I work with lots of parents.

They tend to fall into two groups.

One group focuses on behavior.  The other focuses on feelings and needs.

The first group talks about expectations, rules, discipline, misbehavior, respect for adults, grades, appearance, accomplishments and success in the future.

The second group is more apt to ask questions and to be confused.

The first group tends to be convinced.  It pretty much knows what it wants from its kids, and how it wants them to be.

The second group tends to be curious.  It’s still trying to learn how its kids tick, how they feel and what they need.

The first group is apt to say things like “I don’t like that s/he does that.”

The second group is apt to say things like “Why does s/he do that?”

My job with the second group is to teach empathy – to draw on their own emotional experience as a guide to future parenting. I do this mainly by helping them remember what worried, scared, overwhelmed and comforted them when they were their kids’ age. Also by learning to listen to themselves now, to their own feelings and needs, and to respect what they hear.

My job with the first group is get them to join the second group.


2 responses to “Focus

  • John

    To me this is too black and white.

    I’ve always thought that there was merit on both sides and that a balanced middle ground approach was best.

    Some clear rules and expectations are a good thing. As is respect for one’s elders, saying please and thank you, writing thank you letters, and saying sorry when you make a mistake. Hygiene and teeth-brushing are important, as is learning to clean up after oneself and help out a bit around the house in the form of a weekly or daily chore. And some sort of discipline or consequence is generally a good idea as well. I think it is crucially important to begin nurturing the idea that many times when you choose the behavior you choose the consequence. “Parenting with Love and Logic” has a lot to offer regarding all of this.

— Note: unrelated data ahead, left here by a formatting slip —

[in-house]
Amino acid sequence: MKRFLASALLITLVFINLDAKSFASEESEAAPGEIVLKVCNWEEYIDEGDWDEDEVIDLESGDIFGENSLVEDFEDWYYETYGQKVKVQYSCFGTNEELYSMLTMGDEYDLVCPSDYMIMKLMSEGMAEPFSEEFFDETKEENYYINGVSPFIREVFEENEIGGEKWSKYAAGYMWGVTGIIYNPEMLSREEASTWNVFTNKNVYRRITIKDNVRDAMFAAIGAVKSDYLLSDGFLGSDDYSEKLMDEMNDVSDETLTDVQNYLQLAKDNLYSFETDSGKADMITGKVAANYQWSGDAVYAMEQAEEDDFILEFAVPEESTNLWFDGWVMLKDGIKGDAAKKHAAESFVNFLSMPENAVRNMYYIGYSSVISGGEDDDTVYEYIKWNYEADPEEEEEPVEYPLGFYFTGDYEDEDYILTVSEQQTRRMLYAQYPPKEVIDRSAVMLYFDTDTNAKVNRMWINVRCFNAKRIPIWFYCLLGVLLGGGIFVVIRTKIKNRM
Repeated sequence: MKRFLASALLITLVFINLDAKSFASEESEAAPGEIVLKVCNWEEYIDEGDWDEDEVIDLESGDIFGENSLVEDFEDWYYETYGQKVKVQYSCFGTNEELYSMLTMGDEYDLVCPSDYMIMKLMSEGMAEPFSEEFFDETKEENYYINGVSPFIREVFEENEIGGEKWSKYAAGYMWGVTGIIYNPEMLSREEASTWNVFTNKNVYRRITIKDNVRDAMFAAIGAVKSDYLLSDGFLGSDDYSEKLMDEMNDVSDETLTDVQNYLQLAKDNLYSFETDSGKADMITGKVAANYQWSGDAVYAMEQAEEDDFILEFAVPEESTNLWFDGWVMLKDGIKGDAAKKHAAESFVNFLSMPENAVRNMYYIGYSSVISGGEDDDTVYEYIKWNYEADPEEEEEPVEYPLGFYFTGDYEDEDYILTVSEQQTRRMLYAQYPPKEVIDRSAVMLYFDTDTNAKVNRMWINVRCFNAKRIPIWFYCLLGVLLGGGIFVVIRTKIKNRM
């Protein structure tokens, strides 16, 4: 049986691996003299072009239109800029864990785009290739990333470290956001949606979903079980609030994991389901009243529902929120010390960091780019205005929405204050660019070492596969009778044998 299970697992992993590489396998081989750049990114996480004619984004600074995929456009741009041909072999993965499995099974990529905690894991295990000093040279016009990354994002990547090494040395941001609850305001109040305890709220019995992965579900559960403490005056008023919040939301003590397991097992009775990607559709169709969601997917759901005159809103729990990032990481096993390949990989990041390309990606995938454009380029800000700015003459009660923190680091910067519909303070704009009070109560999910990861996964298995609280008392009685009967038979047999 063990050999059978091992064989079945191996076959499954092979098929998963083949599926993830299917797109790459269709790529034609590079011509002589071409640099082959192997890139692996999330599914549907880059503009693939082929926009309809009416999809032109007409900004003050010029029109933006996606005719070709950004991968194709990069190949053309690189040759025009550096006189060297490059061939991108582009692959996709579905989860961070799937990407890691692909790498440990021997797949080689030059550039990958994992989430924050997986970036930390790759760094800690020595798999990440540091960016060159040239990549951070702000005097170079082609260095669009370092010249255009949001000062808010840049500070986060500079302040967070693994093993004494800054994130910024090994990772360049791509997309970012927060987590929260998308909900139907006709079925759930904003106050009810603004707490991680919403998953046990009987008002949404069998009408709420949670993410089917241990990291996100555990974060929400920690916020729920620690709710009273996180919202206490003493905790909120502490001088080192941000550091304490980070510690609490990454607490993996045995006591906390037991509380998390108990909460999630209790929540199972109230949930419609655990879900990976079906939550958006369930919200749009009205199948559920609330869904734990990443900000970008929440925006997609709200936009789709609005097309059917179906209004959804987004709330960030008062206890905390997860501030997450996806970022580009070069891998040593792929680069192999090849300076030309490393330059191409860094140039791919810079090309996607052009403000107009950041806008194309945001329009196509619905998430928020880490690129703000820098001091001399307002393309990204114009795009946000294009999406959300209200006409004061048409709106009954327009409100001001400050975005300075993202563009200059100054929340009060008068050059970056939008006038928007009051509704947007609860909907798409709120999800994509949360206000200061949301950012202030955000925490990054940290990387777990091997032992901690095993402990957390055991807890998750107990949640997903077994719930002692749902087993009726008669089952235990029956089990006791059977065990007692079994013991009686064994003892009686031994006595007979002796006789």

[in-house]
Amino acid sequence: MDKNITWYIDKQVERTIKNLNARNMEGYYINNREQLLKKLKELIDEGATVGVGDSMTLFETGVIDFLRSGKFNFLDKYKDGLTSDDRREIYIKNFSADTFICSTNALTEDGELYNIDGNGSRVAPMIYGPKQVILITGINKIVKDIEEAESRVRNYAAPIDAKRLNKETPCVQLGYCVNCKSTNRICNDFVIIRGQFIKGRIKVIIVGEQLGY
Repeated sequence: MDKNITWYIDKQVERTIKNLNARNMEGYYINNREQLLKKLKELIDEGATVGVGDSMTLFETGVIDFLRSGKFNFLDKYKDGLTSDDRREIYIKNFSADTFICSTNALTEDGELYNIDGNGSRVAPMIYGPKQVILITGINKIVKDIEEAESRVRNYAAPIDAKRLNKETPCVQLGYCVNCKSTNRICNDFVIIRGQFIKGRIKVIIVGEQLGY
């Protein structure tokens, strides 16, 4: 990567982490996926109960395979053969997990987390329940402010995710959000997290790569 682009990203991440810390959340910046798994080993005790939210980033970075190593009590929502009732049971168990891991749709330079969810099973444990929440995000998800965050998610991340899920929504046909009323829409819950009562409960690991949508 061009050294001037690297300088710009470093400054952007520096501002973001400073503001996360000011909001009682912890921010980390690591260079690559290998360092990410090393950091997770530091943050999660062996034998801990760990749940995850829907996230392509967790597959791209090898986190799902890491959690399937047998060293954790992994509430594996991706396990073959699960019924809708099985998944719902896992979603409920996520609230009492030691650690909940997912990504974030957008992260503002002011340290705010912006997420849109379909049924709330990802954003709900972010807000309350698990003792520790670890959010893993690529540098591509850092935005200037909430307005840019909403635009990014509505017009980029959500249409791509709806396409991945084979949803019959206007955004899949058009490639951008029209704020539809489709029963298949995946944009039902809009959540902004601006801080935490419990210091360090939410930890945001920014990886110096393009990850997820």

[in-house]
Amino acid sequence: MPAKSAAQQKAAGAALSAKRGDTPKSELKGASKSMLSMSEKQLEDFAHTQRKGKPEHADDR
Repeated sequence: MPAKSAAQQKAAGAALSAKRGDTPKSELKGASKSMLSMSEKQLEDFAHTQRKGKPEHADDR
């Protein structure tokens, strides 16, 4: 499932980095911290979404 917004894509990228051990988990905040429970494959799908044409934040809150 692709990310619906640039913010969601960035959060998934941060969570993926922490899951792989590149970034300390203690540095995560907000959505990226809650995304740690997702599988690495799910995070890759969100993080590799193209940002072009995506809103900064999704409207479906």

If the above things are absent, children tend to become ungrateful, demanding, whiny, spoiled, and develop a sense of entitlement.

    Of course all of this needs to be given with warmth, support, friendliness, unconditional positive regard, and love. Children need not just to listen, but to be listened to, to know that their parents are curious about them, want to get to know them, want to understand them. Children want to know that they are OK, loved, accepted, wanted

    To me, both are needed. So what you presented is not an either or proposition, but a matter of taking the best of both approaches and combining it. I think both statements are perfectly ok statements: “I don’t like it when s/he does that” “Why does s/he do that?” And should be used together. Along with a clarifying question for oneself: “Why don’t I like it when s/he does that?” (For some parents it’s all about how their kids’ bad behavior makes the parents look, which means that the parents have issues to deal with. But if the answer isn’t about the parent but is about the child, then that is likely a good thing.)

    And no two children are alike, so what applies to one may not work for another. So this is a huge part of the adventure of parenting, figuring out what makes each child tick, encouraging their uniqueness, and still cultivating pro-social behaviors, politeness, kindness, conscience, respect for others, self-control, cooperation, teeth-brushing, et cetera.

    • Steve Hauptman

      Of course you’re right. It’s not either/or. Or at least it shouldn’t be.

      But this post emerged from a series of meetings with parents for whom parenting was black and white, who tended to see empathy and discipline as somehow opposed to each other, and the former as subversive of the latter. Unsurprisingly, they were parented in this way themselves. The families that produced them were controlling, narcissistic, alcoholic, and in some cases abusive. As a result they grew up undervaluing their own feelings and the importance of empathy in relationships. And as adults their need to remain connected with their own parents — by, among other things, remaining “loyal” to an unempathic style of parenting — undermines their awareness of and sensitivity to what their own children need from then.

      With such parents I do find it necessary to reframe parenting issues as a choice between two priorities, if only to make clear that an alternative to what they know is possible. Once they accept the importance of empathy we can move into integrating it with discipline.

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